When I adjust my brakes, I make the rear brake first with my double lever, this way it's likely to lock up first (physics basically does it, but I still like to think it's my doing, being that the front wheel does most of the stopping, the forces behind the wheel will make it be the last to lock up since less force is being applied to the rear wheel)

    On a motorcycle you have the advantage of having separate levers, one on the bar and the other on the foot, so lockups are easily fixed without losing braking power.

    Anyone figure out how to make a foot brake for a rear wheel? (not coaster)

    More I think about it I like the idea of a thumb brake, but it's the leverage I worry about, and the lack of room on my handlebars
     
  12. libranskeptic

    libranskeptic Member

    Anyone figure out why half the guys here bother with pedals? Theres your problem with a footbrake. No pedals, no problem.

    OK, well u r not dead against it.

    It just seems that redundancy and different characteristic brakes and pads, would give service in a broader range of conditions - mud/wet..., and braking surfaces (rim & disk), and cooling benefits, and different at wheel stress points - at opposite ends of the spokes - center and periphery. If one wont grip, the other might well.

    I think i like brakes that lock up. I just have to get used to correct force application.

    I have considered lack of handle bar space also, in an ebike context - extra instruments etc.

    It seems oddly neglected, along with frames that pay no heed to space for a decent battery.

    Seems to me bars need a parallel extension in front for lights/meters/cameras. Those touring bars u rest your elbows on may help.
     
    Last edited: Jul 16, 2016
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  13. Frankenstein

    Frankenstein Active Member

    I know I know, foot brakes are a silly pipe dream, luckily I have a welder and plenty of pipe laying around, on another note I've seen a few pretty nice double levers, like it's a clutch and a brake, or 2 brakes, or 2 clutches if you're into that kind of thing. Here's a link, generally speaking it should work on a bike, opens some options too for a variety of riders, and you can probably find the cheap eBay version of this as well.

    http://www.disabledmotorcyclerider.com/klever.html

    Pic for link fearers included.

    As far as brakes that lock up, OK I get it yes brakes that can lock up are ideal, I mean how good at stopping if they can't be stopped anyways? I prefer avid bb5 or 7, use sintered pads and had reliable stopping power in litteraly every form of weather, had a bigger issue with the tire traction than brake friction. But that's just me... living in a temperate zone... you know, with rain and snow in the same week and there's plenty of potholes and mud in Pennsylvania to go around.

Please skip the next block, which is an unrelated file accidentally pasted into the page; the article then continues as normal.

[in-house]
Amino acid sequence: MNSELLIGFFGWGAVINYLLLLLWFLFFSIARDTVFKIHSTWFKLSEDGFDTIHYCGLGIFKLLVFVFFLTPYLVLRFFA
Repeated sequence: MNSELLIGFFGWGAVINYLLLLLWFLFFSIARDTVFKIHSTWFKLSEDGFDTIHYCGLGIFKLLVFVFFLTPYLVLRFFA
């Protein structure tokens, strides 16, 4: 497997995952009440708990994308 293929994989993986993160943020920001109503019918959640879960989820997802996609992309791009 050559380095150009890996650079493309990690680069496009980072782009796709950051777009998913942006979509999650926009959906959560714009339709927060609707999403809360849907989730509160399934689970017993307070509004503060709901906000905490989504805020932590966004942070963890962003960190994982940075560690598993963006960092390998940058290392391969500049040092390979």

I had to extend my handle bars 3 inches on each side to accommodate the extras, I've since run out of room and may end up using fence pole connectors to do just what you said, and add some extra handle bar room, I would like to be able to have a second mirror, maybe even hand shields (it gets so cold in the winter my carb frosts over along with my hands and the 2 pairs of gloves, wind protection would be nice)

    Frame space? Don't get me started on the jigsaw puzzle that is the (dis)assembly routine for my motor...

    Touring bars could fit a nice number of doodads, I don't know how or where a throttle assembly would fit, but I could see myself bolting a set of bars to my current bars to get the extra room, the scooter speedometer would sit nicely in one of the round bends too, like it was made for a vintage speedometer and not for hands or arms or something.
     

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  14. FurryOnTheInside

    FurryOnTheInside Active Member

    Standard practice on touring tandem bicycles, only on the front. They use separate levers, though. The disc brake avoids heating the rim and blowing the tyre off on long descents. The rim brake can be used occasionally for exta power (or) when the disc brake is fading from heat buildup.
    Dual pull (tricycle rear brake) levers divide the effort between the two wheels. No complete bicycles ever come with the dual pull lever. It is probably against the law, since it is clearly cheaper than equipping them with two levers.
    For computer/speedo/lights there are bars that attach to your star fangled nut in place of the original stem cap. Very inexpensive on eBay etc.
    Triathlon/tri/aero bars are pretty useless for attaching any controls to because you have to let go of the grips/ move away from the other controls. Butterfly/trekking bars are impossible to get the controls around the bend (okay if they are two-piece clamps but nearly all levers are single piece pinch bolt clamps) and you would still have to move your hands off the normal position.